Michelle Obama takes hatchet to Trump record, character in convention speech

Former first lady Michelle ObamaMichelle LeVaughn Robinson ObamaMedia and Hollywood should stop their marching-to-Georgia talk Obama jokes that he's 'scared' of Michelle, Sasha Obamas' Higher Ground Productions working on Netflix sketch series with host of 'Adam Ruins Everything' MORE on Monday launched a direct attack on President TrumpDonald John TrumpBiden team wants to understand Trump effort to 'hollow out government agencies' Trump's remaking of the judicial system Overnight Defense: Trump transgender ban 'inflicts concrete harms,' study says | China objects to US admiral's Taiwan visit MORE's character and record in the White House during a virtual address to the Democratic National Convention that opened and closed with a forceful call to vote.

"Let me be as honest and clear as I possibly can. Donald Trump is the wrong president for our country," Obama said, wearing a gold necklace with the word "vote" spelled out. "He has had more than enough time to prove that he can do the job, but he is clearly in over his head. He cannot meet this moment. He simply cannot be who we need him to be for us. It is what it is."

Obama's speech, capping off the first night of the virtual Democratic National Convention, was a remarkable rebuke from a former first lady of a sitting U.S. president.


"Sadly, this is the America that is on display for the next generation," Obama said. "A nation that’s underperforming not simply on matters of policy, but on matters of character. And that’s not just disappointing; it’s downright infuriating, because I know the goodness and the grace that is out there in households and neighborhoods all across this nation."

"And I know that regardless of our race, age, religion or politics, when we close out the noise and the fear and truly open our hearts, we know that what’s going on in this country is just not right. This is not who we want to be," she continued.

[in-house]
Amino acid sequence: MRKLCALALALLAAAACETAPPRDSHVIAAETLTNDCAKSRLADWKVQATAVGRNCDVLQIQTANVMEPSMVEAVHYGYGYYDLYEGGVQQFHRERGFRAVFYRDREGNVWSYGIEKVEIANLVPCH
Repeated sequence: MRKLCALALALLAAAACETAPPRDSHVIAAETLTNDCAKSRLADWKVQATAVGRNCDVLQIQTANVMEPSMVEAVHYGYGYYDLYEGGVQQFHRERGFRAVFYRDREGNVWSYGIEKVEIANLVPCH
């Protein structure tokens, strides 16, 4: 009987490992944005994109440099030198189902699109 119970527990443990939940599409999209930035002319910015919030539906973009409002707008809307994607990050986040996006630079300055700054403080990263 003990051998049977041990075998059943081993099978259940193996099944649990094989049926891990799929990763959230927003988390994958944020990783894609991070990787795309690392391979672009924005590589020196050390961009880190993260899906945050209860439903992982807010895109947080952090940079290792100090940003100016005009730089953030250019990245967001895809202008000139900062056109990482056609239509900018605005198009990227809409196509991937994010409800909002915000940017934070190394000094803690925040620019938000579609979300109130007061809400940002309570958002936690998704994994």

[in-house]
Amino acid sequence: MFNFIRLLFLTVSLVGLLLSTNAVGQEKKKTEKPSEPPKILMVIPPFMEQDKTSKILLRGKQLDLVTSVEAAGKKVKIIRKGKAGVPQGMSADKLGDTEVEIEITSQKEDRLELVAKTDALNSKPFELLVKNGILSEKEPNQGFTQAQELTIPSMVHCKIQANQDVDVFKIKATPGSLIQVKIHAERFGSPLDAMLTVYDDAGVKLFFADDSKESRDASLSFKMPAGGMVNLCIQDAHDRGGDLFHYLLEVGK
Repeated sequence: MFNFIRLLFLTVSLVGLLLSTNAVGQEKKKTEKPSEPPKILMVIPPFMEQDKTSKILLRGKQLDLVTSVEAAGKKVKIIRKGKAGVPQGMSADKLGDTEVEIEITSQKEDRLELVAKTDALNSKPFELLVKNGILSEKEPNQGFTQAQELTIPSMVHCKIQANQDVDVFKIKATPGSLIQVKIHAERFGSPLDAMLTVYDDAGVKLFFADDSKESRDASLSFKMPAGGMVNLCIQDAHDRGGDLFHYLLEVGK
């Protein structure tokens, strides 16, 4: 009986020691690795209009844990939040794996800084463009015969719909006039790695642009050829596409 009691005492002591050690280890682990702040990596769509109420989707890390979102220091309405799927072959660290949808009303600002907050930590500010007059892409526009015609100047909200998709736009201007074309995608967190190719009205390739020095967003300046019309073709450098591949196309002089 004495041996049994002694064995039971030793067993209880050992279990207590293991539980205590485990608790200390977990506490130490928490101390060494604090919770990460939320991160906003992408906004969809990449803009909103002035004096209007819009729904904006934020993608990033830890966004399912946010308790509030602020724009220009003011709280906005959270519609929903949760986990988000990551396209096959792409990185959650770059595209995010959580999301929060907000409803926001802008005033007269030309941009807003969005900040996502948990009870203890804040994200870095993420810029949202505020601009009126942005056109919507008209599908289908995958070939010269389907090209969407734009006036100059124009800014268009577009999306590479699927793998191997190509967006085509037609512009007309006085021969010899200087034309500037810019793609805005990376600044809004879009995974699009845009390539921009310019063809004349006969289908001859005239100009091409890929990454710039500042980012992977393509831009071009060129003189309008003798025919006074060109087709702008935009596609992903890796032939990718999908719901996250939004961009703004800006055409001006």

The former first lady also referenced her Democratic National Convention speech four years ago, in which she coined her famous catchphrase in response to Trump: "When they go low, we go high." 

"Over the past four years, a lot of people have asked me, 'When others are going so low, does going high still really work?' My answer: Going high is the only thing that works, because when we go low, when we use those same tactics of degrading and dehumanizing others, we just become part of the ugly noise that’s drowning out everything else. We degrade ourselves. We degrade the very causes for which we fight," she said. 

Obama acknowledged that her address would not be welcome by all sections of U.S. society, alluding to the role racism still plays in the country. 


"I understand that my message won’t be heard by some people. We live in a nation that is deeply divided, and I am a Black woman speaking at the Democratic convention," Obama said. "But enough of you know me by now. You know that I tell you exactly what I’m feeling. You know I hate politics. But you also know that I care about this nation. You know how much I care about all of our children."

Obama was the most high-profile speaker who addressed the first night of the convention, which also saw remarks from a number of other prominent politicians. The convention sought to promote its theme of unity by hosting speakers ranging from progressive Sen. Bernie SandersBernie SandersFive House Democrats who could join Biden Cabinet Biden names John Kerry as 'climate czar' in new administration In the final chapter of 2020, we must recommit to repairing our democracy MORE (I-Vt.) to former Ohio Gov. John Kasich (R).  

The former first lady wrapped the speech with a plea for those watching to vote, invoking the words of the late civil rights icon Rep. John LewisJohn LewisDemocrats lead in diversity in new Congress despite GOP gains Biden must look to executive action to fulfill vow to Black Americans The purposeful is political: Gen Z bowls over their doubters MORE (D-Ga.). 

"It is up to us to add our voices and our votes to the course of history, echoing heroes like John Lewis, who said, 'When you see something that is not right, you must say something. You must do something,'" Obama said. "That is the truest form of empathy: not just feeling, but doing; not just for ourselves or our kids, but for everyone, for all our kids."